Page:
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Ransomware attack targets major US logistics firm DSC

Chicago-area firm says incident brought minimal disruption

A growing number of transportation and logistics firms have been victimized in ransomware attacks. (Photo: Jim Allen/FreightWaves)

DSC Logistics, a third-party logistics provider and supply chain management firm near Chicago, was targeted in a ransomware attack, the company told FreightWaves.

DSC, which is owned by South Korean supply chain management conglomerate CJ Logistics,  disclosed the cyberattack after a ransomware gang threatened to expose stolen data on a leak site. The firm specializes in consumer packaged goods and food logistics and helps large corporations manage internal supply chains.

“Fortunately, as a result of our security practices and response measures, we were able to continue business operations and experienced minimal disruption,” DSC said in a statement on Wednesday. 

DSC said it was investigating the incident with help from outside specialists. It declined to comment on whether any data was stolen. 

The appearance of the company’s name on the leak site of ransomware group Egregor suggests it refused to pay a ransom demand. 

The cyberattack adds to a growing list of victims among U.S. transportation and logistics firms targeted in a ransomware attack, including Forward Air and OmniTRAX.  

Feds hit back at notorious ransomware gang

But this week also brought encouraging news in the fight against ransomware attacks. On Wednesday, the U.S. Department of Justice announced an international law enforcement action aimed at Netwalker, a ransomware gang that brought havoc on the Australia-based transportation and logistics company Toll Group in 2020. 

Authorities took down Netwalker’s leak site and brought charges against a Canadian man,  Sebastien Vachon-Desjardins, accused of extorting companies out of $14 million. Criminal charges are extraordinarily rare in ransomware attacks.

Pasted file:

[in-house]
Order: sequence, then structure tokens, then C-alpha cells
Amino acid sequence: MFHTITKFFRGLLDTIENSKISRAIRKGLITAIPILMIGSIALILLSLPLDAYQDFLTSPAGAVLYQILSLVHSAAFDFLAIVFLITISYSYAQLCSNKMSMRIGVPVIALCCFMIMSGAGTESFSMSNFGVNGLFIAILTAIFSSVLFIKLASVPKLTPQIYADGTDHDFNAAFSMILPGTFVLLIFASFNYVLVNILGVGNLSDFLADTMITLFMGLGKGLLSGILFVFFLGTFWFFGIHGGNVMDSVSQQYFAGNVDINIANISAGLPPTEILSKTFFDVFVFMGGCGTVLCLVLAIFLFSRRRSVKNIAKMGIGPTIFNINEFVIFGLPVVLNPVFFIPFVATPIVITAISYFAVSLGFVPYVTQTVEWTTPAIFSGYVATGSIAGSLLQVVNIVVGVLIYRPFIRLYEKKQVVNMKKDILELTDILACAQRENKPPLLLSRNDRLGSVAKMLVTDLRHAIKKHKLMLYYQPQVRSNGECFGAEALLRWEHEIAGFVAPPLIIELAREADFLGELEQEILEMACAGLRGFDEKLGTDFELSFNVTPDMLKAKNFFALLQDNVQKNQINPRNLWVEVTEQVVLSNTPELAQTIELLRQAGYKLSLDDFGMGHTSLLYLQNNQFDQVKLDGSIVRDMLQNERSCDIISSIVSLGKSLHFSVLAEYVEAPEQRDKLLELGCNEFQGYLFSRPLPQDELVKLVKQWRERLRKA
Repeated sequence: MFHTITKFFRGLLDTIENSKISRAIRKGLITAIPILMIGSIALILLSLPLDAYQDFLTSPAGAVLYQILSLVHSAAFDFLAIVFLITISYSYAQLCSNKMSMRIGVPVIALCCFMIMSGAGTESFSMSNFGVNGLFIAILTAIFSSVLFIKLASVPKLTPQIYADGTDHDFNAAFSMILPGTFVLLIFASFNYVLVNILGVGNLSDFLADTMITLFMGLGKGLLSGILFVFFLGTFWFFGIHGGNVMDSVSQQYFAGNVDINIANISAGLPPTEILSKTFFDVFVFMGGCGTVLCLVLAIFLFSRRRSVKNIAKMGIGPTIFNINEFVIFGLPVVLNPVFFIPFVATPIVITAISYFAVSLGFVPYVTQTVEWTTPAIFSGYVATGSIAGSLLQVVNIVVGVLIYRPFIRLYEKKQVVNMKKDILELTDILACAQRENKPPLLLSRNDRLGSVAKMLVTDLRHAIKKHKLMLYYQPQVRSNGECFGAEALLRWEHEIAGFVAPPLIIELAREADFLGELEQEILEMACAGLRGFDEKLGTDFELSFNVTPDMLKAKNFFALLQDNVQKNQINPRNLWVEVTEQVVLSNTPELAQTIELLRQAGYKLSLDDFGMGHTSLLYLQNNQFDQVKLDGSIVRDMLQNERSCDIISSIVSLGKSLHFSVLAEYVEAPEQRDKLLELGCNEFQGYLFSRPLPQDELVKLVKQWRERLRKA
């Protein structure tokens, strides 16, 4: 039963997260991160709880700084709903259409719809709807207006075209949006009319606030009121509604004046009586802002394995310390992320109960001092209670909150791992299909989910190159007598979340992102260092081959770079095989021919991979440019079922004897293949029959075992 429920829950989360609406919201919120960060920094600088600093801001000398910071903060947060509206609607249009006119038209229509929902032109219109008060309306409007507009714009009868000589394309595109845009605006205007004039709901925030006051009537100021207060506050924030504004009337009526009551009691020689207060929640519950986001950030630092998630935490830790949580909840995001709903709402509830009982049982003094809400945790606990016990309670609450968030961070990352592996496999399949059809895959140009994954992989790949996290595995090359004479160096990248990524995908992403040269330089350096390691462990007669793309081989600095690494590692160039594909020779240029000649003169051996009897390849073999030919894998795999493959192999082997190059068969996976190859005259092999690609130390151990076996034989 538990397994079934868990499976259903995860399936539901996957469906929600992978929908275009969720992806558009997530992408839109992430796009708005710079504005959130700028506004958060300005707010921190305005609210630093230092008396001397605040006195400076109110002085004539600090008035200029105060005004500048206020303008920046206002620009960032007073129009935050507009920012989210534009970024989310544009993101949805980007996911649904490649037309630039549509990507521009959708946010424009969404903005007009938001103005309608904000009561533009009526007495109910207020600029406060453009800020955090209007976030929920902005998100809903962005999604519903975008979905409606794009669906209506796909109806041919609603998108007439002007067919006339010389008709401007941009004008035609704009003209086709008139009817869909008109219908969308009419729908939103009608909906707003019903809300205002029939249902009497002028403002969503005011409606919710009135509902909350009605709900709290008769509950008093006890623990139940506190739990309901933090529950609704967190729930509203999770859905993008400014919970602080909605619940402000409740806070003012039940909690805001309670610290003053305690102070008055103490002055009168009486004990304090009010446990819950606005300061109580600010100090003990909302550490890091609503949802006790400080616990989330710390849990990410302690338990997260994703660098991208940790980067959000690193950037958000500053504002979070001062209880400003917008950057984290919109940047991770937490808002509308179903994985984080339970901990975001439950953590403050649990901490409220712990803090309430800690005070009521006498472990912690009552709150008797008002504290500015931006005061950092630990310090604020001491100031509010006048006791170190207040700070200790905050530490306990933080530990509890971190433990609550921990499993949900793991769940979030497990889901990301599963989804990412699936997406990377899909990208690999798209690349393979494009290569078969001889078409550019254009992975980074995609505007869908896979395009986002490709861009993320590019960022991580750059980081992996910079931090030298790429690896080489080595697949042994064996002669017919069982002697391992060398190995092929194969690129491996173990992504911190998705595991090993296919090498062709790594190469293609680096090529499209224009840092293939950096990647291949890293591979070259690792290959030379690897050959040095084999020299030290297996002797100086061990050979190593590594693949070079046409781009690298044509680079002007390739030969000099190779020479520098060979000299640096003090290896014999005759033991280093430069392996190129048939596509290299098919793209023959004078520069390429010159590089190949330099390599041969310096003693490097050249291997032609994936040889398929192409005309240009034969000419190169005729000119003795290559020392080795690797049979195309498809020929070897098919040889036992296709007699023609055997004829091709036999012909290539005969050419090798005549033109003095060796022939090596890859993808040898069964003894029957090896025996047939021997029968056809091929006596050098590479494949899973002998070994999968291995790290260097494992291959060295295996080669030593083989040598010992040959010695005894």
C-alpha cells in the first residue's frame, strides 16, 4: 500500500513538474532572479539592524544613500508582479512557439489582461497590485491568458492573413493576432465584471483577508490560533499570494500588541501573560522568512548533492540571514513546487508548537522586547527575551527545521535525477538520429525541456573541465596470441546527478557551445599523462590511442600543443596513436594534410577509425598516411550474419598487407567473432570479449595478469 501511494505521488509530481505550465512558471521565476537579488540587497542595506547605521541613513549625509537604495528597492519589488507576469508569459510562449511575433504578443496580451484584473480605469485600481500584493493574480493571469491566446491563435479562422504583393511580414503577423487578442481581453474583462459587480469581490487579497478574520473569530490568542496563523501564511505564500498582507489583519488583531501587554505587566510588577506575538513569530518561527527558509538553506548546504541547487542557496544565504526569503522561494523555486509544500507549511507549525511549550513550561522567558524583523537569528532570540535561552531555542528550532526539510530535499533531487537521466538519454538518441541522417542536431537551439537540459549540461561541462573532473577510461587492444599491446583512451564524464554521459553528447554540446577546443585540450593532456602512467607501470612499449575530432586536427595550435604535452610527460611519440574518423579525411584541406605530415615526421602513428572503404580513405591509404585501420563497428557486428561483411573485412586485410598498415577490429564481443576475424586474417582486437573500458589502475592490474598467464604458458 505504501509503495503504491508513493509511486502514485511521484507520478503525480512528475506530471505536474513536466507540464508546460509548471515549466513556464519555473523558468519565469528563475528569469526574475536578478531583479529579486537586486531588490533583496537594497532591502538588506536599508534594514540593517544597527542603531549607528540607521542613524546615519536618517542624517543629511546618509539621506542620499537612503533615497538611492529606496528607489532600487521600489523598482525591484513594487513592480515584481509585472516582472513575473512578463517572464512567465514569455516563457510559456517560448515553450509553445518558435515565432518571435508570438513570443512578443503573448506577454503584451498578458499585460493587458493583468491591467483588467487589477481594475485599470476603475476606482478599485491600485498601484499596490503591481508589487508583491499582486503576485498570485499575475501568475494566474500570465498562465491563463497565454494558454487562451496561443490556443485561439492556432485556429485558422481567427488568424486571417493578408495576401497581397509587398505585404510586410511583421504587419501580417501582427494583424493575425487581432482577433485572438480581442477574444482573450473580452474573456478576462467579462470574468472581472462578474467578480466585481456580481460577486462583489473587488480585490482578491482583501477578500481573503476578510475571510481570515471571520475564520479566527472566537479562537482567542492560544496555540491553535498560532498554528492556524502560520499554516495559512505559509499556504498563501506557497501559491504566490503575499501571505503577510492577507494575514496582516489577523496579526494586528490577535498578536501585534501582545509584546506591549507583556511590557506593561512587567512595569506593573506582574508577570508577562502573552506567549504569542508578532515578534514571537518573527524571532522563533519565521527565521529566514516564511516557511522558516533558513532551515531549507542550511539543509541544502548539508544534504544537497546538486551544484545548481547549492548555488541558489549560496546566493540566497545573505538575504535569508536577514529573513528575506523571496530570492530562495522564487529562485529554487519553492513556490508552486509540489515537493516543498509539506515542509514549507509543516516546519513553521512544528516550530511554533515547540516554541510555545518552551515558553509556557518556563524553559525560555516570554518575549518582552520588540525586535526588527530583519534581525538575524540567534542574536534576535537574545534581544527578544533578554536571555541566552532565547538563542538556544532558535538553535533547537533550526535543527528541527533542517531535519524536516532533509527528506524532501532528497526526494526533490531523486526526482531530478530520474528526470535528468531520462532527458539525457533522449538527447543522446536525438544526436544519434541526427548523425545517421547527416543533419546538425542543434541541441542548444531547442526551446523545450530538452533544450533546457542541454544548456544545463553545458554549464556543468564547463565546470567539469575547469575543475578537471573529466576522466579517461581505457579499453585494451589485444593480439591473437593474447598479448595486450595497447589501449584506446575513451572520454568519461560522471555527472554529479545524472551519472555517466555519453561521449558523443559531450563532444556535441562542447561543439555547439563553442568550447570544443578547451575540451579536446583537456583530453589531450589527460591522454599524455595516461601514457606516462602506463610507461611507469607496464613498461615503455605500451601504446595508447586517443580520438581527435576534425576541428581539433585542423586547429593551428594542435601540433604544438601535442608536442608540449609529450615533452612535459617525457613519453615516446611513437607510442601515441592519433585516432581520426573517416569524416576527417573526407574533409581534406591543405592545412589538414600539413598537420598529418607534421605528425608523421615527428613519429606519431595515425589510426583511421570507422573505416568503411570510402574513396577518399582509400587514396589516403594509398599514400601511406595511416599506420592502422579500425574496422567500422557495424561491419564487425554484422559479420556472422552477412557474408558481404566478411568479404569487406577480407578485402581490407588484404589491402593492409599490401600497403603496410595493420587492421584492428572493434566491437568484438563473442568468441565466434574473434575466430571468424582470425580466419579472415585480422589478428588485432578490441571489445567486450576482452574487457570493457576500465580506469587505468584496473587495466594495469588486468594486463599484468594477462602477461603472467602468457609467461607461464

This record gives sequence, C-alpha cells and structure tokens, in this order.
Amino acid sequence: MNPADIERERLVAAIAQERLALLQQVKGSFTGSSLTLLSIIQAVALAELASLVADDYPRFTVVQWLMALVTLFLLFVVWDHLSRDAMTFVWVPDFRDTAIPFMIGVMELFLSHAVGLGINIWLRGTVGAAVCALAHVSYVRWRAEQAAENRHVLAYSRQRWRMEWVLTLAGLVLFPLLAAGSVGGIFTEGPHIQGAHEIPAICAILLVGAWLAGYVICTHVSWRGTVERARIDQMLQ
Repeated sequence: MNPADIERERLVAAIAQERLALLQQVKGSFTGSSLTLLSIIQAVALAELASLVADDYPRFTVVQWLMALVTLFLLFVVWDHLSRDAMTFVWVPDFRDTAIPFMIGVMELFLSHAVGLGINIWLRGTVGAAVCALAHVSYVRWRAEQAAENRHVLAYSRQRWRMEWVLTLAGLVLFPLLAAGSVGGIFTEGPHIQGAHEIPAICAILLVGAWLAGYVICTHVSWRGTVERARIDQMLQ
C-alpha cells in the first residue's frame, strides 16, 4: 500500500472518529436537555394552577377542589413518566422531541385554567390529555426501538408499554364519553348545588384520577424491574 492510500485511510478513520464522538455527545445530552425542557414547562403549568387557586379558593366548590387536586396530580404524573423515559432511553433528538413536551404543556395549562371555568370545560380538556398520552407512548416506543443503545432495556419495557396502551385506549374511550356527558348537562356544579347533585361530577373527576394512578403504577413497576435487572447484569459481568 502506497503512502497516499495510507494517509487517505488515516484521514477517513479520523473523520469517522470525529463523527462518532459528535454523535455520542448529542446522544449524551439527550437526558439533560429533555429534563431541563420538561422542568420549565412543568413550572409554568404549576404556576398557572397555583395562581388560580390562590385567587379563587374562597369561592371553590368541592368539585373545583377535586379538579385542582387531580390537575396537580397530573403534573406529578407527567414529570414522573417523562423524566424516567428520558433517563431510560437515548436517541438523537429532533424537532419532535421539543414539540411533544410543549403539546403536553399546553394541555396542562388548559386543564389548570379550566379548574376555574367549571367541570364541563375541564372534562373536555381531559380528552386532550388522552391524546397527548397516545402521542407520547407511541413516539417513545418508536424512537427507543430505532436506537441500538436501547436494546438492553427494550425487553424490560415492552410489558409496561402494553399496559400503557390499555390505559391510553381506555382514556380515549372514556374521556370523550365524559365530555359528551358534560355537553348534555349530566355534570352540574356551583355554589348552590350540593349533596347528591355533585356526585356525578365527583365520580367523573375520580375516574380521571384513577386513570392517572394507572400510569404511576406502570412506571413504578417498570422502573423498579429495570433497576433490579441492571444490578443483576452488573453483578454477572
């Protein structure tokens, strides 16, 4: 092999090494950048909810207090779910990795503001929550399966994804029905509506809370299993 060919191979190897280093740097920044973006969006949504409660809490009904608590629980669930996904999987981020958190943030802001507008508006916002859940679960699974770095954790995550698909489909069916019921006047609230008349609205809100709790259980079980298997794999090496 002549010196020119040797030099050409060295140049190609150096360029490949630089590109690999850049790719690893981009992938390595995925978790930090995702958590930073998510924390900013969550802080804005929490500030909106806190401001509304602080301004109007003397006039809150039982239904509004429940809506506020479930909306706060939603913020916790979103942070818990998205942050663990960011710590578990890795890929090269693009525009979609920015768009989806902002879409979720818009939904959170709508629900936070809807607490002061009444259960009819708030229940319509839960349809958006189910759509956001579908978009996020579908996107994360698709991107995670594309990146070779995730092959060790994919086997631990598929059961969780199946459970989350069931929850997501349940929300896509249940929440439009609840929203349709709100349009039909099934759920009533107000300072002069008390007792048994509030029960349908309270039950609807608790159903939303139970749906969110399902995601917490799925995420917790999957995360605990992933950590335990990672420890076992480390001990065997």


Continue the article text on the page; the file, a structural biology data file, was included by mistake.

A consortium of global law enforcement agencies including the FBI also took down a massive cyber threat, Emotet, whose malware has infected more than a million devices worldwide. 

Still more than a dozen ransomware gangs remain active, and a threat to transporttion and logistics providers.  

DSC said it was taking the recent attack to heart. 

“As we are increasingly aware, malicious cyber activity is on the rise,” DSC said. “While no company ever wants to encounter an event of this kind, the experience has further sharpened our vision for cybersecurity education and innovation. We are focused on providing leadership in this area.”

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Nate Tabak

Nate Tabak is a Toronto-based journalist and producer who covers cybersecurity and cross-border trucking and logistics for FreightWaves. He spent seven years reporting stories in the Balkans and Eastern Europe as a reporter, producer and editor based in Kosovo. He previously worked at newspapers in the San Francisco Bay Area, including the San Jose Mercury News. He graduated from UC Berkeley, where he studied the history of American policing. Contact Nate at [email protected]